Dawoud Bey is a MacAurthur Genius Award-winning portrait artist whose most moving photographs are black and white images in urban settings; however, his exhibition currently on view at the Art Institute of Chicago happens across a different landscape.
Titled, in a nod to Langston Hughes, “Night Coming Tenderly, Black” is a compilation of 25 photographs taken of places in Hudson and Cleveland, Ohio, that marked the end of the Underground Railroad.
The large-scale images are darkened to mimic the blackness of night, a time of day when it was “safest” to run. The darkness makes it hard to see what you’re looking at, inducing a sinister terror that must, when you think about it, only be .01% (if that) of the sinister terror runaway slaves felt when approaching these final stops toward freedom—a term that feels especially meaningless when faced with the final resting stop, Lake Erie and sky. Canada’s freedom on the horizon, but at what cost? How did these people ever feel free or safe or whole? It seems as impossible as swimming in the dangerous choppy waves of the photograph.
Their reflective nature is particularly Bey-brilliant. With this effect, the viewer sees themselves in the image, in this situation, both long ago and in the modern world. At first, I thought about how alone these images made me feel, no human to be found, just the potential for danger that had to freeze you in your tracks. Seeing a shadow of myself in each image, I also thought about the ways white supremacy has shaped my own understanding of the world. How its effects linger today. I thought of Flint. Of Chicago police brutality. Of my own willful blindness that contributes to modern racism.
I was moved by the titles of his images, too. A forest. A marsh. These seem idyllic to me—because they can. But in light of the darkness of these settings and the truth behind them, I understand how these words and places represented a challenge, a cover, an enemy to the people who had to escape through them without the cover of peace… or even hope… or even, sometimes, other people.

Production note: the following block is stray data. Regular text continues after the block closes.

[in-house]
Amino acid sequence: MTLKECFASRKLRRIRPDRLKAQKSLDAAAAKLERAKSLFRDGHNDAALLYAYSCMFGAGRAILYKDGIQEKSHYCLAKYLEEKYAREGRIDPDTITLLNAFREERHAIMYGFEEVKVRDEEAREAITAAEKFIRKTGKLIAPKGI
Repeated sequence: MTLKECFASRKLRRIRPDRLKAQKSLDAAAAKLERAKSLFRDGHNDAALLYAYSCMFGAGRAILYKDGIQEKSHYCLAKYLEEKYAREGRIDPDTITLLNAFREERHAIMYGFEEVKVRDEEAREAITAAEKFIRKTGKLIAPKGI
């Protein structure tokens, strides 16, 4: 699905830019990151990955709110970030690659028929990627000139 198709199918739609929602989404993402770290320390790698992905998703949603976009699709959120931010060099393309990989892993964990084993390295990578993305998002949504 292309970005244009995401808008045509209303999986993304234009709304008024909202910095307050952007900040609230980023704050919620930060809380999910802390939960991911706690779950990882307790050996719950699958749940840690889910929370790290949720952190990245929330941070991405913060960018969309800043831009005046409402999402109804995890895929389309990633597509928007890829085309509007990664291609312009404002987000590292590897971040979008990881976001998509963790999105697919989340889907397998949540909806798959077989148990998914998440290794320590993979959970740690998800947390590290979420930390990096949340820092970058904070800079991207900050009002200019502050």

Outside the gallery is a wall of framed photographs Bey curated from the AIC’s private collection. In addition to harrowing images of the murder that racism has justified on American soil are images of people who fought back and found strength in the darkness. Their courage is breathtaking.
The landscape portraiture Bey picked to include in the roundup is also meaningful. A particular Ansel Adams image of a tree, which, in a different context, I would have mused on romantically or in a rosy awe of nature, gave me chills instead. The photograph’s juxtaposition to a lynched murder victim evoked the trauma of a tree, how everything has been affected exploited in the name of “natural order.” It’s a devastating exhibit. It’s an important one. It’s on view through April 14.